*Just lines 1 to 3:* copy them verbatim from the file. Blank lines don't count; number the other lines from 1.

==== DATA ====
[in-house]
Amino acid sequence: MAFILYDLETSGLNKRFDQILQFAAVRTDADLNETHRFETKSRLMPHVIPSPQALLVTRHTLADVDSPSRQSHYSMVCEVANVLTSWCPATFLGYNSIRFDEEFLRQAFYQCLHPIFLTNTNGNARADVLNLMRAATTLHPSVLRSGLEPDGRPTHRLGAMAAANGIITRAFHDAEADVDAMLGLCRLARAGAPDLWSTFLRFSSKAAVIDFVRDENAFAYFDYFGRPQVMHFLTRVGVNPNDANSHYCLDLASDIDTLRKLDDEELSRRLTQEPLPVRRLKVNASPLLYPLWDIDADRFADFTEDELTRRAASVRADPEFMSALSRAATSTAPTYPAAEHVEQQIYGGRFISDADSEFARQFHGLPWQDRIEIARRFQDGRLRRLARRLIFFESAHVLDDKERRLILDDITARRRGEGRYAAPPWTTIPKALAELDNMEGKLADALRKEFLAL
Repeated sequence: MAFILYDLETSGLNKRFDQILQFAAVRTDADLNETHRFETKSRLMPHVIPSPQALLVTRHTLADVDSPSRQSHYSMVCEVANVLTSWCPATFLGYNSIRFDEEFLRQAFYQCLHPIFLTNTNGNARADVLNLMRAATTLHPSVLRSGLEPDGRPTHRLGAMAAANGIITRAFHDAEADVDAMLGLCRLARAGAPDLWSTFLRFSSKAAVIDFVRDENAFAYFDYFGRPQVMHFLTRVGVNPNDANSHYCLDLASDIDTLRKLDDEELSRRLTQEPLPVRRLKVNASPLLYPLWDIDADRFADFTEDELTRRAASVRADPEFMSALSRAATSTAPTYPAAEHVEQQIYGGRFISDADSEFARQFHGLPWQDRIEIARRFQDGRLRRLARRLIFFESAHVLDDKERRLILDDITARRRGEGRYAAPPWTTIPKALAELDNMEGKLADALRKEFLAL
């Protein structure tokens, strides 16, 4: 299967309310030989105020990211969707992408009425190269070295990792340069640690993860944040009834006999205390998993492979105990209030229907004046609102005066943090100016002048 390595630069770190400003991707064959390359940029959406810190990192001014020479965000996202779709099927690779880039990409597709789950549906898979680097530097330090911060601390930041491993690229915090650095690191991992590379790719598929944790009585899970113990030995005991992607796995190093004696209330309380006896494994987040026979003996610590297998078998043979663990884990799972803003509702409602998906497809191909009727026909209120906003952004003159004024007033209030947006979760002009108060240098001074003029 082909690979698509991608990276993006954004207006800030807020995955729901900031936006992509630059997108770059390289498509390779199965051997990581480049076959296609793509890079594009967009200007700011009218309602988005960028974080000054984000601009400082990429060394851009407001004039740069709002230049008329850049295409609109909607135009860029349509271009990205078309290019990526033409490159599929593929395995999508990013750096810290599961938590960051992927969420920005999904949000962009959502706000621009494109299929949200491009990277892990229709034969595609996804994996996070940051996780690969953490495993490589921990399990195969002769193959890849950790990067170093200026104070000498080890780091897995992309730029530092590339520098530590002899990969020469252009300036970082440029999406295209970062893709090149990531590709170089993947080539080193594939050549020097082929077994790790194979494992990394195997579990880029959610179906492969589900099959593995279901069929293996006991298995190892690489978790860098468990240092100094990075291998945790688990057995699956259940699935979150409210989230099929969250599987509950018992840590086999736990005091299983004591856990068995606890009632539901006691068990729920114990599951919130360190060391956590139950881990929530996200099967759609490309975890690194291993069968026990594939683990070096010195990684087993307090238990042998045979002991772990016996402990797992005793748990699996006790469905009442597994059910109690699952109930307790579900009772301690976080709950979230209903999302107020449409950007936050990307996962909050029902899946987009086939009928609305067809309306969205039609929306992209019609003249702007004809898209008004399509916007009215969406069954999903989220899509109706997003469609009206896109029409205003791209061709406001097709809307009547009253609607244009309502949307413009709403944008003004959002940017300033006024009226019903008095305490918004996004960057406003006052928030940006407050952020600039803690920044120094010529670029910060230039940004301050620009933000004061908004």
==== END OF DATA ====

[in-house]
Amino acid sequence: MAFILYDLETSGLNKRFDQILQFAAVRTDADLNETHRFETKSRLMPHVIPSPQALLVTRHTLADVDSPSRQSHYSMVCEVANVLTSWCPATFLGYNSIRFDEEFLRQAFYQCLHPIFLTNTNGNARADVLNLMRAATTLHPSVLRSGLEPDGRPTHRLGAMAAANGIITRAFHDAEADVDAMLGLCRLARAGAPDLWSTFLRFSSKAAVIDFVRDENAFAYFDYFGRPQVMHFLTRVGVNPNDANSHYCLDLASDIDTLRKLDDEELSRRLTQEPLPVRRLKVNASPLLYPLWDIDADRFADFTEDELTRRAASVRADPEFMSALSRAATSTAPTYPAAEHVEQQIYGGRFISDADSEFARQFHGLPWQDRIEIARRFQDGRLRRLARRLIFFESAHVLDDKERRLILDDITARRRGEGRYAAPPWTTIPKALAELDNMEGKLADALRKEFLAL
Repeated sequence: MAFILYDLETSGLNKRFDQILQFAAVRTDADLNETHRFETKSRLMPHVIPSPQALLVTRHTLADVDSPSRQSHYSMVCEVANVLTSWCPATFLGYNSIRFDEEFLRQAFYQCLHPIFLTNTNGNARADVLNLMRAATTLHPSVLRSGLEPDGRPTHRLGAMAAANGIITRAFHDAEADVDAMLGLCRLARAGAPDLWSTFLRFSSKAAVIDFVRDENAFAYFDYFGRPQVMHFLTRVGVNPNDANSHYCLDLASDIDTLRKLDDEELSRRLTQEPLPVRRLKVNASPLLYPLWDIDADRFADFTEDELTRRAASVRADPEFMSALSRAATSTAPTYPAAEHVEQQIYGGRFISDADSEFARQFHGLPWQDRIEIARRFQDGRLRRLARRLIFFESAHVLDDKERRLILDDITARRRGEGRYAAPPWTTIPKALAELDNMEGKLADALRKEFLAL